Rf values help

Rf values help?
Rf = (dist. moved by solute)/(dist moved by solvent).
How do you know how to identify the components of mixtures by means of their Rf values?
please drop down some answres
thx for read ing and answering my qustiion thank you once again
Rf values pertain to certain components of a mixture that you want to separate by
chromatography. Let's say you put a drop of a mixture A onto a paper chromatography sheet and
dip it into the separating mixture. As the mixture moves up the paper, different components of A
have different affinities to the paper and the solution. Lets say component 1 has more affinity to
the paper than component 2. Therefore Component 2 is going to move further up the paper in the
same space of time as componenet 1. Let's say that component 1 moves a distance "C1" and
component 2 moves a distance "C2". The separating mixture moves a distance S which is
(obviously) greater than both C1 and C2 because it's going to move those components. The Rf
value for component 1 is C1/S and the Rf for component 2 is C2/S. These values are constant for
each component in a given separating mixture, pressure, T and chromatography paper type and
are given in literature. By comparing the Rf values that you get for unknown components you
have and the Rf values in literature (under the same conditions), you can find what your
unknown components are.
Re: Where can I find tables of Rf values?
Date: Mon Jul 10 17:09:29 2000
Posted By: Dan Berger, Faculty Chemistry/Science, Bluffton College
Area of science: Chemistry
ID: 963260691.Ch
There is no such thing as a table of Rf values. Chromatographic retention times are sensitively and
unpredictably dependent on the conditions; if you run chromatography on the same sample three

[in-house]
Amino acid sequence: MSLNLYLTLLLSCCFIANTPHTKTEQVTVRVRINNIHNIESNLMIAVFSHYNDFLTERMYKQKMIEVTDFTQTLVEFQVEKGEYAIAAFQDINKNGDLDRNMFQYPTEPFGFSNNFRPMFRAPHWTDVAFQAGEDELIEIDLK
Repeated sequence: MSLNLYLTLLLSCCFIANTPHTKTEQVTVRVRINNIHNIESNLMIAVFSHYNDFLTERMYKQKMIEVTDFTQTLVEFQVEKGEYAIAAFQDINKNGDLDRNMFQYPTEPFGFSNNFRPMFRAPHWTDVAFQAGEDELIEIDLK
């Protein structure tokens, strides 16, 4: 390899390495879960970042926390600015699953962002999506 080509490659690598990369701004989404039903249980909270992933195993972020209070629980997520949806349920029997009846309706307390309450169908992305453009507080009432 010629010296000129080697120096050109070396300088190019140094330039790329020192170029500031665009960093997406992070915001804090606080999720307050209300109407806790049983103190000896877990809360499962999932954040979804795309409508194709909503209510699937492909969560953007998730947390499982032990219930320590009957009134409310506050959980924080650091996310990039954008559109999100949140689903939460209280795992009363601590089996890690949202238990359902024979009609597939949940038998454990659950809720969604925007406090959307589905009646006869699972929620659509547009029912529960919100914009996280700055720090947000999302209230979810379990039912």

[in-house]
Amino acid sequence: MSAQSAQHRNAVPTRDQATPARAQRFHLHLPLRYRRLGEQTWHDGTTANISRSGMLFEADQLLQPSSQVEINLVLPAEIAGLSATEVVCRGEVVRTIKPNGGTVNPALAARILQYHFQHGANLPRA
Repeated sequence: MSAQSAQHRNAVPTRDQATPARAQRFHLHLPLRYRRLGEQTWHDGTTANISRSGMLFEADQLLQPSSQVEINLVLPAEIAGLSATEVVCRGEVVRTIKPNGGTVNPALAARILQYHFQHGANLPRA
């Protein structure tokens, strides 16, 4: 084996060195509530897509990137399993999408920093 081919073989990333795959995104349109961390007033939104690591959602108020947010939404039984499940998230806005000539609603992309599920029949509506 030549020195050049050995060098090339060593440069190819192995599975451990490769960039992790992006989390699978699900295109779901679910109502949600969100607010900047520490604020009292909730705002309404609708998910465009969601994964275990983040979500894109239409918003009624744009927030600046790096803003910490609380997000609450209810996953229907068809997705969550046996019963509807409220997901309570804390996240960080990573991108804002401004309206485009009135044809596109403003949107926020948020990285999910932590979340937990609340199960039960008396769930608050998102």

consecutive times (using the "same conditions") you will get different retention values (Rf or
whatever) for the same substance each time!
That's not to say that the values will be wildly different; in sensitive techniques such as gas
chromatography you get almost the same values for the same substance on consecutive
runs. But with TLC the only way to unambiguously identify something is to run an authentic
sample on the same plate as the substance to be identified. Not "another plate, right
afterwards." The same plate.
That's why you will never find a table of Rf values. Or of GC retention times, for that matter.
Dan Berger
Bluffton College
Christina03-23-2006, 04:40 PM
Would anyone happen to know where I could find the standard Rf values (for
Chlorophyll a, Chlorophyll b, Xanthophyll, and Carotene) if varsol is the solvent? I'm
trying to identify those plant pigments via Paper Chromatography, and I'd like to
compare my results to the standards. The problem is, I've been looking and can't find
03-30-2007, 07:21 AM
This is what you can use:
"Rf values will be unique for each solvent. However, the general order of the Rf values
should be the same because the more nonpolar pigments move farther in nonpolar
organic solvents.
A recent plant physiology manual (Reiss 1994) identifies six pigments from spinach
leaves extracted with hexane and chromatographed with petroleum ether-acetonechloroform (3:1:1) on silica-gl chromatography. The pigments and their Rf's were:
carotene - 0.98
chlorophyll a - 0.59
chlorophyll b - 0.42
pheophytin - 0.81
xanthophyll 1 - 0.28
xanthophyll 2 - 0.15
The color of the bands can be a general guide to identify the pigments. Carotene is
orange. Chorophylls are green. Chlorophyll a is a blue-green. Chlorophyll b is a yellowgreen. Xanthophylls are yellow. Phaeophytin is chlorophyll lacking the central
magnesium ion. Pheophytin is an olive-green."
Source: http://madsci.org/posts/archives/2001-12/1008377272.Bt.r.html
(Original source cited: Reiss, Carol 1994. Experiments in Plant Physiology. Englewood
Cliffs, NJ: Prentice Hall.)